–  Report on local 6th -12th graders unselfishly assisting others in Montgomery –

– News media welcomed to report, film, witness & share a heart-warming story of local teens giving back –

 – Inspired by President Ross’s ‘Communiversity’ ideal –

WHEN: Thursday (June 20) from 9 a.m. – 11 a.m. (rain or shine/inside alternative venue).

WHERE: Montgomery Boys & Girls Club, 220 Crenshaw St., Montgomery, AL 36104

On Thursday, report on a happy and giving news story (with great visuals of smiling youth) as local teens who are part of ASU’s ASPIRE Summer Camp go to the Montgomery Boys & Girls Club to perform community service so local at-risk youth will have a better place to enjoy themselves with sports, games, and fellowship.

ASU’s ASPIRE Summer Camp teens are part of a program at Alabama State University that allies with public and private schools in Montgomery, Autauga and Elmore counties to offer a summer camp for youth (grades 6 – 12) that has regular summertime fun with sports, field trips and activities, and that also works on academic needs. Additionally, it fosters and encourages elementary – high school students to stay off drugs, develop a positive self-image, stay out of trouble and stay in school. During the school year, it hosts local public and private school students each week after school (on ASU’s campus at no cost) to help them with their homework, offer tutoring in subjects they need assistance with by college scholars, extend to them positive role models and organize fun field-trips.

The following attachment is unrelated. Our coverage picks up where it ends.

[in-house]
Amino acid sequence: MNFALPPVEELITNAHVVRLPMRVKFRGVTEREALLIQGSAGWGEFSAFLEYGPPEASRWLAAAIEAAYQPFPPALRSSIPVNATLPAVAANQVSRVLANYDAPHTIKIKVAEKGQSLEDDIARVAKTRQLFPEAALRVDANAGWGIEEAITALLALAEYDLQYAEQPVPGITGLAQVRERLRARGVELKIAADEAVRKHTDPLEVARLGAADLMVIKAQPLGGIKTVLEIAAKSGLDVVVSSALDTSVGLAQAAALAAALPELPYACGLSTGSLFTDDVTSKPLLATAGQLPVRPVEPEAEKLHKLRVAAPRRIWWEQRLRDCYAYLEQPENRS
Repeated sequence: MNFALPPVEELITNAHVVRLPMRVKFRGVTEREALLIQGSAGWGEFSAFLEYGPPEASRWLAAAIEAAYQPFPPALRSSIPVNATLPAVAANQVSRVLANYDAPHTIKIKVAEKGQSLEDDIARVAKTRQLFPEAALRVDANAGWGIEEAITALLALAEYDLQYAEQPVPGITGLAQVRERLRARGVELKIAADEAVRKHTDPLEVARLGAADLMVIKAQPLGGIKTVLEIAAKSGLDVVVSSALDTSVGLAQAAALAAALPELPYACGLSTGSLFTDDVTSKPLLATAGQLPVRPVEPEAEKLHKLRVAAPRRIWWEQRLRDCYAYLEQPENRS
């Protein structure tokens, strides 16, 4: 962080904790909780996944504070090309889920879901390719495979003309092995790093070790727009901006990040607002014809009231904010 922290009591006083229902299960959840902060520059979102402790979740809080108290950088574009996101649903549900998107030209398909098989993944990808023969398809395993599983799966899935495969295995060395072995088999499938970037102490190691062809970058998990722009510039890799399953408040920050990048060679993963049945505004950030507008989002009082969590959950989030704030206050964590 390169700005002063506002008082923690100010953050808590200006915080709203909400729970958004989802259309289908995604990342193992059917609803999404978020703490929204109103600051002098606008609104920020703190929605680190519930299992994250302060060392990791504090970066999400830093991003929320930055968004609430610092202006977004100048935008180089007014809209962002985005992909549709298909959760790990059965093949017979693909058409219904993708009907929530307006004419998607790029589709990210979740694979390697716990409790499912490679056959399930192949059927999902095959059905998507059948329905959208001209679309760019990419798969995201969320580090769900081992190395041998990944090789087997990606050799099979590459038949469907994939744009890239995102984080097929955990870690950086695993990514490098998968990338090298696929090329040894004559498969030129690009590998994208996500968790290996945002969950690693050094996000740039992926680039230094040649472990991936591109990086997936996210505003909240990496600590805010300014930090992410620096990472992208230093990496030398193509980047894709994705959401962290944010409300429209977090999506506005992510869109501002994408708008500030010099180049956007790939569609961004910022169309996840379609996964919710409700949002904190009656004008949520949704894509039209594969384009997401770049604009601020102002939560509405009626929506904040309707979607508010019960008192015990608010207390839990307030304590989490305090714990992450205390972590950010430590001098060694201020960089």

ASPIRE stands for: Amazing Students Putting IResilient Effort and that is exactly what it does for our River Region youth who are its members.
The director of the ASU’s ASPIRE program said that Thursday’s effort will be inspirational to all who observe it.

“Thursday’s effort by our ASPIRE members, who are just teenagers themselves, offers a heart-warming look at seeing our young River Region summer camp teenagers working to advance the needs of others who are indeed ‘in need’ at the local Boys and Girls Club,” said Cynthia Handy, director and founder of ASU’s ASPIREprogram.

“I believe that youth need to learn to serve their community because it gives them a sense of pride in knowing that they can give a hand and make a difference in the lives of others,” Handy added.

News media contact: Kenneth Mullinax, 334-229-4104.
– This story was written by Kenneth Mullinax/ASU.


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